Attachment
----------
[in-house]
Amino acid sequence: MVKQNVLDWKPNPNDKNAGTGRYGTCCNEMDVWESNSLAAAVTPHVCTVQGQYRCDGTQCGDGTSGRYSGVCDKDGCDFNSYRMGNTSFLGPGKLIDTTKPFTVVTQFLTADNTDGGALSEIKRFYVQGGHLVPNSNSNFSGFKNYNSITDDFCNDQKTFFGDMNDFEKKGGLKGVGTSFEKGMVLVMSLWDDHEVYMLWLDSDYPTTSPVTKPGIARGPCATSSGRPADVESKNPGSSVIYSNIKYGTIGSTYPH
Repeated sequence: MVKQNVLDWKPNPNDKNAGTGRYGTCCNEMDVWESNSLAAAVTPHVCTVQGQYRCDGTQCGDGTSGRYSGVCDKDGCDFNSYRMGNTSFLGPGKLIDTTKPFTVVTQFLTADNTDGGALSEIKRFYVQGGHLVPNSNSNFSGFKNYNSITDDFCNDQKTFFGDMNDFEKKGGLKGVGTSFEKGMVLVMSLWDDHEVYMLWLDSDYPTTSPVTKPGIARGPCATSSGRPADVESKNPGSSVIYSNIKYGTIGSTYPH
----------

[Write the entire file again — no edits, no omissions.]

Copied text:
[in-house]
Amino acid sequence: MVKQNVLDWKPNPNDKNAGTGRYGTCCNEMDVWESNSLAAAVTPHVCTVQGQYRCDGTQCGDGTSGRYSGVCDKDGCDFNSYRMGNTSFLGPGKLIDTTKPFTVVTQFLTADNTDGGALSEIKRFYVQGGHLVPNSNSNFSGFKNYNSITDDFCNDQKTFFGDMNDFEKKGGLKGVGTSFEKGMVLVMSLWDDHEVYMLWLDSDYPTTSPVTKPGIARGPCATSSGRPADVESKNPGSSVIYSNIKYGTIGSTYPH
Repeated sequence: MVKQNVLDWKPNPNDKNAGTGRYGTCCNEMDVWESNSLAAAVTPHVCTVQGQYRCDGTQCGDGTSGRYSGVCDKDGCDFNSYRMGNTSFLGPGKLIDTTKPFTVVTQFLTADNTDGGALSEIKRFYVQGGHLVPNSNSNFSGFKNYNSITDDFCNDQKTFFGDMNDFEKKGGLKGVGTSFEKGMVLVMSLWDDHEVYMLWLDSDYPTTSPVTKPGIARGPCATSSGRPADVESKNPGSSVIYSNIKYGTIGSTYPH